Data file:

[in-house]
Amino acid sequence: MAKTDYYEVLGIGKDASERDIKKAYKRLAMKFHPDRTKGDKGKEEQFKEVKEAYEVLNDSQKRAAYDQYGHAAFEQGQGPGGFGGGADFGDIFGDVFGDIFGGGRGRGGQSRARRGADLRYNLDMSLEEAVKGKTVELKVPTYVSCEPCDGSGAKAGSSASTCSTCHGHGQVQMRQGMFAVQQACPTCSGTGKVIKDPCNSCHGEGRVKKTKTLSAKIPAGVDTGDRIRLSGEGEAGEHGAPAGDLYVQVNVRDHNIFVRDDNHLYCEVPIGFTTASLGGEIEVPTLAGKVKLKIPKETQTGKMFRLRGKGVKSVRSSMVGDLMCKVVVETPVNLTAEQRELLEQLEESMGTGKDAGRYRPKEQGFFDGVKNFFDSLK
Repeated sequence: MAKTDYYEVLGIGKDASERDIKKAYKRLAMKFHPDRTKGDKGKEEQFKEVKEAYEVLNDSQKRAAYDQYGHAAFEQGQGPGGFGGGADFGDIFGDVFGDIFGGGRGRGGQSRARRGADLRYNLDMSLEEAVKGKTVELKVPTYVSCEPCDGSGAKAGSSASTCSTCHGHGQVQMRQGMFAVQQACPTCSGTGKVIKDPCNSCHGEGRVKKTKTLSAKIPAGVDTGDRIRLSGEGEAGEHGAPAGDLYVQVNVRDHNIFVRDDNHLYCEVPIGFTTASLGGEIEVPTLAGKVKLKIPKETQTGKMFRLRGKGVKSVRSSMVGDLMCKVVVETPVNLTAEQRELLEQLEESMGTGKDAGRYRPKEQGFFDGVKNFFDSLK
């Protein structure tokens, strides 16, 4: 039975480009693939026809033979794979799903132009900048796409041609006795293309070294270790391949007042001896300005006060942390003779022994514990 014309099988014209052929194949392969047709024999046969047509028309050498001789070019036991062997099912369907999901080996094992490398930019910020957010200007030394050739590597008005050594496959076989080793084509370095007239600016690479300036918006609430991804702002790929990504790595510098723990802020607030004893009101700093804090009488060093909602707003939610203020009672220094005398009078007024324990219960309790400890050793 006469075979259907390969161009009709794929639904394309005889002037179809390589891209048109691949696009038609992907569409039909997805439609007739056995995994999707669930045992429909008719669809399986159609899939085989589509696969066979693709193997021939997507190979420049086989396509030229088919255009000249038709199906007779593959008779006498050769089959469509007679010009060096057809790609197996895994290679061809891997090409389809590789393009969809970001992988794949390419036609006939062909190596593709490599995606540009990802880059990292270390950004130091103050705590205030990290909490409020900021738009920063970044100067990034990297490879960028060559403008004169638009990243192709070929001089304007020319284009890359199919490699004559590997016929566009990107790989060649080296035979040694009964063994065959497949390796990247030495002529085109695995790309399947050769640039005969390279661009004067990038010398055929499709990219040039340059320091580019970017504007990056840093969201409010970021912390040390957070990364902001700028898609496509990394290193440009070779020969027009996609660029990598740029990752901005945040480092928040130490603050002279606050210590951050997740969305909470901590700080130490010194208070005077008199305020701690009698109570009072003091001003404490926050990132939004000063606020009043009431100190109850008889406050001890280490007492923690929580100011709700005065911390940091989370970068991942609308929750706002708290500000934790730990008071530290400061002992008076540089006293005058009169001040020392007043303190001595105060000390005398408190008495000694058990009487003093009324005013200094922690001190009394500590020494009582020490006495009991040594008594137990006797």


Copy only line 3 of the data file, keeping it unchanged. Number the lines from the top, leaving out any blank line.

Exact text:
Repeated sequence: MAKTDYYEVLGIGKDASERDIKKAYKRLAMKFHPDRTKGDKGKEEQFKEVKEAYEVLNDSQKRAAYDQYGHAAFEQGQGPGGFGGGADFGDIFGDVFGDIFGGGRGRGGQSRARRGADLRYNLDMSLEEAVKGKTVELKVPTYVSCEPCDGSGAKAGSSASTCSTCHGHGQVQMRQGMFAVQQACPTCSGTGKVIKDPCNSCHGEGRVKKTKTLSAKIPAGVDTGDRIRLSGEGEAGEHGAPAGDLYVQVNVRDHNIFVRDDNHLYCEVPIGFTTASLGGEIEVPTLAGKVKLKIPKETQTGKMFRLRGKGVKSVRSSMVGDLMCKVVVETPVNLTAEQRELLEQLEESMGTGKDAGRYRPKEQGFFDGVKNFFDSLK